Health Nuisances Public Nuisances & Property Nuisances
Often, citizens complain to the State Department of Health about nuisances of various kinds, thinking that health authorities have the power to address any offensive condition. That is not the case. The State Department of Health has authority to enforce only those laws specifically assigned to it by the Indiana General Assembly. Often the State Department of Health and local health departments have no legal authority to act. Typical of complaints that are borderline or definitely not the province of the State Department of Health are those concerning weed patches, poison ivy, mud holes, poor drainage, line fences, accumulated junk, unfenced storm water retention ponds, livestock or poultry operations, rental disputes, offensive odors, and barking dogs. These problems can be addressed by local authorities, but only if they choose to enact an ordinance concerning the issue.
State law recognizes three types of nuisance.
- Health nuisances are addressed by IC 16-20-1-25, with enforcement by the local health officer.
- Public nuisances are addressed by IC 35-43-1-2, with enforcement by the local prosecutor.
- Property nuisances are addressed by IC 32-30-6, with enforcement by the aggrieved party through their personal attorney.
Health officials have no authority to address public or property nuisances.
IC 16-20-1-25 provides:
"A person shall not institute, permit, or maintain any conditions that may transmit, generate, or promote disease. A health officer, upon hearing of the existence of such unlawful conditions within the officer's jurisdiction, shall order the abatement of those conditions. The order must: be in writing if demanded; specify the conditions that may transmit disease; and name the shortest reasonable time for abatement. If a person refuses or neglects to obey an order issued under this section, the attorney representing the county of the health jurisdiction where the offense occurs shall, upon receiving the information from the health officer, institute proceedings in the courts for enforcement. An order may be enforced by injunction. If the action concerning public health is a criminal offense, a law enforcement authority with jurisdiction over the place where the offense occurred shall be notified."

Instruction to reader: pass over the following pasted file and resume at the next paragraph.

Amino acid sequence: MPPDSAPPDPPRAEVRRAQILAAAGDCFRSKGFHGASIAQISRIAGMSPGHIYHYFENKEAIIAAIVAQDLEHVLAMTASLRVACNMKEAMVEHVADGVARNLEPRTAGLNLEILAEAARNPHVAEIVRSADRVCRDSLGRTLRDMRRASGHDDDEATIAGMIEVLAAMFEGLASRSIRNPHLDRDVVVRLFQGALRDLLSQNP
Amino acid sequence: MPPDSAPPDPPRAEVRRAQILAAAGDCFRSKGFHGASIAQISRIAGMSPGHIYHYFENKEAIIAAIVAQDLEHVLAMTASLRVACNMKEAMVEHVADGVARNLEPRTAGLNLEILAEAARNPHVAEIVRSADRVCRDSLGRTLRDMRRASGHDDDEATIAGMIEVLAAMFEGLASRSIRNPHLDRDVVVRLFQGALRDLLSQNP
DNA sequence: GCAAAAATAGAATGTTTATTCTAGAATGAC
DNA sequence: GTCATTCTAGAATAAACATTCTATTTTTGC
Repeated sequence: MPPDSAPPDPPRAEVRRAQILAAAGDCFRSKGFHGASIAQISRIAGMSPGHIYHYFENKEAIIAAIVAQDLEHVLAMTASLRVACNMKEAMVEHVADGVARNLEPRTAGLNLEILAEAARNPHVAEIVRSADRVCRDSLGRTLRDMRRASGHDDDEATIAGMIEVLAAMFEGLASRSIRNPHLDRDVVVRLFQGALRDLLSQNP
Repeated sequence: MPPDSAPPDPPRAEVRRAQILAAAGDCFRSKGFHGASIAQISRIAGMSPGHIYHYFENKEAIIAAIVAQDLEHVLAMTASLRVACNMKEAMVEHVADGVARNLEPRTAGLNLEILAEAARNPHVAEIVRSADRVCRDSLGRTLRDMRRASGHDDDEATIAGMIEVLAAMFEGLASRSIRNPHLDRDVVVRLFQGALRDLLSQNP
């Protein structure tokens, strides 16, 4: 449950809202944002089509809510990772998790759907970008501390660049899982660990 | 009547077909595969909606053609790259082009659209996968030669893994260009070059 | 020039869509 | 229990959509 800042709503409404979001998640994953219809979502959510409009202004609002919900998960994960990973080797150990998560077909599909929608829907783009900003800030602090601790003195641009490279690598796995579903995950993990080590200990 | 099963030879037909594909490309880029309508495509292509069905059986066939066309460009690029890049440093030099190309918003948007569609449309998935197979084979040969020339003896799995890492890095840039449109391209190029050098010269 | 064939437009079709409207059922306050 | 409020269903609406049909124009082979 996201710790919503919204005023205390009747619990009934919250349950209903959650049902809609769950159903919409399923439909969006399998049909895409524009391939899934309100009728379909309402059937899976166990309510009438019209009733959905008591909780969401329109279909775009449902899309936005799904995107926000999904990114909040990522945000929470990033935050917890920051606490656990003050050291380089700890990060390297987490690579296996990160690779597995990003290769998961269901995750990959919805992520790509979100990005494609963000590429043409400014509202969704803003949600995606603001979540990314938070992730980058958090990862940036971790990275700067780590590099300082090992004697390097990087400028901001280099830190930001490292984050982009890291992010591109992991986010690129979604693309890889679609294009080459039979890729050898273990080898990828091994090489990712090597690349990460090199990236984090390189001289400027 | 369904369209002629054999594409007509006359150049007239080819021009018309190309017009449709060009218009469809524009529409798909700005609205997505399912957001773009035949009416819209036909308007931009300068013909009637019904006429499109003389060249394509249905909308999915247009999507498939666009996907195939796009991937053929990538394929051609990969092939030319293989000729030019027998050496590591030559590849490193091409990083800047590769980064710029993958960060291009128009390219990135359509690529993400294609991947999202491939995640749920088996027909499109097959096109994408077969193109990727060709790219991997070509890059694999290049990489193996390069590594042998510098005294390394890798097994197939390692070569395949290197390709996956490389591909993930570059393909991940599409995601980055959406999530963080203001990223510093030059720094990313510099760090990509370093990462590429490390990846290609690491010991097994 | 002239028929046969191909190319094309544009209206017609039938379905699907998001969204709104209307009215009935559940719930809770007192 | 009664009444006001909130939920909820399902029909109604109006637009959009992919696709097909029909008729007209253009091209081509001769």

IC 16-20-1-26 provides:
"A local department of health or local health officer may enforce the department's or officer's orders by an action in the circuit or superior court. In the action, the court may enforce the order by injunction. The county attorney in which a local department of health or local health officer has jurisdiction shall represent the local health department and local health officer in the action unless the county executive employs other legal counsel or the matter has been referred through law enforcement authorities to the prosecuting attorney."
Thus, upon receiving a complain regarding a possible health hazard, it is the duty of the local health officer to investigate and to order its abatement if such is warranted. If such condition is thereafter permitted to exist, the local health officer shall refer enforcement to the county attorney.
Dwellings Unfit For Human Habitation
The law covering Dwellings Unfit for Human Habitation is IC 16-41-20
By law, a dwelling is unfit for human habitation when it is dangerous or detrimental to life or health for want of repair; defects in drainage, plumbing, lighting, ventilation or construction; infected with contagious disease; or has upon its premises an unsanitary condition that is likely to cause sickness among dwelling occupants. In such cases IC 16-41-20 applies, and the local health department has authority to order the deficiency corrected. The State Department of Health can act only if the local health department fails to.